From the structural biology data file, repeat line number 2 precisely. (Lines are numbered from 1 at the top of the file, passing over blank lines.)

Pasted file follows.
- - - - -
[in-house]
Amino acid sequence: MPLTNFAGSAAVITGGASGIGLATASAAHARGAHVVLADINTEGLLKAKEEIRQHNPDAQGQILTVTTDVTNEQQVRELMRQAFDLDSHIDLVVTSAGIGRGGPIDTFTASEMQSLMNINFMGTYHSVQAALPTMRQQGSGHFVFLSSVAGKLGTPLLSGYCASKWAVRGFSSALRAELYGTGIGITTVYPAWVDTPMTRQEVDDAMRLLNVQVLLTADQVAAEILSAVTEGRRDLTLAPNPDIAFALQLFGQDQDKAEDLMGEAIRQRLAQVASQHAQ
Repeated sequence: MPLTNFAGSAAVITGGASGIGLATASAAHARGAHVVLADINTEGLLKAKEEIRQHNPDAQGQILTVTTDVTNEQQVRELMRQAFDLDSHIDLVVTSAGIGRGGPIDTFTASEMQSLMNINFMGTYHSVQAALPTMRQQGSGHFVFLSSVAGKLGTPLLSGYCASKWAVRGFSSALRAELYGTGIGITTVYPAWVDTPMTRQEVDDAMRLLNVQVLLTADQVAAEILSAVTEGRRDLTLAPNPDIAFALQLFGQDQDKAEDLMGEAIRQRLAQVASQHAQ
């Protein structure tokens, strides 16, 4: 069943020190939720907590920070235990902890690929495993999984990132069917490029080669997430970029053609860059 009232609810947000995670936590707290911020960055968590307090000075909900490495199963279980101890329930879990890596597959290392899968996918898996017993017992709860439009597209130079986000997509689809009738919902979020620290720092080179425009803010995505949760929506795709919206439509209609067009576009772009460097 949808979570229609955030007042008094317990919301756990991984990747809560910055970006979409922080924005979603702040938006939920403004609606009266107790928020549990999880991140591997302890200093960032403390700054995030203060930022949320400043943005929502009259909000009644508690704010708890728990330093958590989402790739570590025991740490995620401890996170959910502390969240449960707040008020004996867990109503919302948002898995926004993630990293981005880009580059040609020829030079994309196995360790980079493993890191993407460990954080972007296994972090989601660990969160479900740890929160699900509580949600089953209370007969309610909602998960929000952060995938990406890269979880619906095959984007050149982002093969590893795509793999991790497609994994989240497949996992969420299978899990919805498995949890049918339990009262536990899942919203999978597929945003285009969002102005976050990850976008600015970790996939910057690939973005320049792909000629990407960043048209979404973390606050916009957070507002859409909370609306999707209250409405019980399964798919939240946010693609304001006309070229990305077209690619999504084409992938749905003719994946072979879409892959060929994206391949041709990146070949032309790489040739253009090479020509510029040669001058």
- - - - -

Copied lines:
Amino acid sequence: MPLTNFAGSAAVITGGASGIGLATASAAHARGAHVVLADINTEGLLKAKEEIRQHNPDAQGQILTVTTDVTNEQQVRELMRQAFDLDSHIDLVVTSAGIGRGGPIDTFTASEMQSLMNINFMGTYHSVQAALPTMRQQGSGHFVFLSSVAGKLGTPLLSGYCASKWAVRGFSSALRAELYGTGIGITTVYPAWVDTPMTRQEVDDAMRLLNVQVLLTADQVAAEILSAVTEGRRDLTLAPNPDIAFALQLFGQDQDKAEDLMGEAIRQRLAQVASQHAQ